The passing of Ed Koch feels like the death of a young man because, despite his 88 years, Koch was bounding with energy and passions.
The former mayor was a movie buff, a foodie, a politico, and above all a New Yorker. He was as loud and brash as his beloved Nooo-Yaaaahhk, the city being his whole life, and in his death it feels like a part of the city is gone now too.
For those of us whose love affair with New York is lived through the movies, Koch dragged his beleaguered home town up from the scuzzy sybaritism of Taxi Driver and The Panic in Needle Park to the yuppie vibrancy of When Harry Met Sally and You’ve Got Mail (as the city got better the movies got worse). He was swept to power in 1977 on a wave of resentment at the decay of New York and the looting during the July 13/14 blackout. He restored the city’s morale, revived its social and physical integrity, and made New Yorkers proud again. He had no concept of political correctness but he was no bigot, as much as radicals sometimes tried to cast him as one for his hardened stances on crime and urban breakdown.
Koch was the kind of Democrat the best kind of Republican likes. He was a man of liberal ideals but a practitioner of rough-and-tumble practical politics. He loved his party but whenever it went astray he was always on hand to kick it back into line. He wasn’t, as some have been saying, the last liberal of the old American tradition; Joe Lieberman, Marty Peretz, and a few others are still with us. But he embodied that increasingly rare political beast with pugnacity and optimism, the fire-in-the-belly of a happy warrior.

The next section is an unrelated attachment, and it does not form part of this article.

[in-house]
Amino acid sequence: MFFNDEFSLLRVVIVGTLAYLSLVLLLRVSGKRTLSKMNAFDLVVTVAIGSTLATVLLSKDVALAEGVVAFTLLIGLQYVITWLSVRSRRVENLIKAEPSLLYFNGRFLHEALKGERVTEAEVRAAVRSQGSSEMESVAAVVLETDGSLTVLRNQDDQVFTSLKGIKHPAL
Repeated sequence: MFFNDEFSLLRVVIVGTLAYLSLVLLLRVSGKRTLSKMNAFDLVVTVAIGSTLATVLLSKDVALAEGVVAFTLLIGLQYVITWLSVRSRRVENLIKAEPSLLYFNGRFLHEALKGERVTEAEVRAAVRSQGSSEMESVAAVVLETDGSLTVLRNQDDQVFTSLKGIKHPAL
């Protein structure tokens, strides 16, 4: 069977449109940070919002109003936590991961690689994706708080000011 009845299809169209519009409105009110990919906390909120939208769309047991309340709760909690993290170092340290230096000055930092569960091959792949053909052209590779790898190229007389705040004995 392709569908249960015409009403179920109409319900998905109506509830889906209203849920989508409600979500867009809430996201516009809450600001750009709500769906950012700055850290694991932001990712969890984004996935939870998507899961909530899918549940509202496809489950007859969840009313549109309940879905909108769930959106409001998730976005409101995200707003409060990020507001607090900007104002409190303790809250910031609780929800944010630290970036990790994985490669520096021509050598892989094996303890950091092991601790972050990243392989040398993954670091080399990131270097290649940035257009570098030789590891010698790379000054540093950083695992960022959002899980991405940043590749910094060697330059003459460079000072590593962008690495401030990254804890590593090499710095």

And he was a Jew. A proud Jew. John Podhoretz has written about this better than I can but, although he was secular and even attended Midnight Mass at St. Patrick’s Cathedral occasionally, Koch was proud not only of his Judaism but of his Jewishness in a way a lot of young people could learn from.
He was a proud Zionist, fought (perhaps in vain) against the gathering wave of anti-Israelism roiling up inside his party, and even helped deliver a defeat to Obama in the ninth congressional district special election of 2011 as a rebuke to the President’s “daylight” strategy against Israel. His tombstone bears the words of the Shema, and the final defiant declaration of Daniel Pearl before he was murdered for being a Jew: “My father is Jewish, my mother is Jewish, I am Jewish.”
It’s terrible to think that Ed Koch will now take the honorific z”l (zichrono livracha). He deserves it, of course; his memory will be blessed. But it seems wrong that he’s gone, that such a vital force of life will now only be a memory.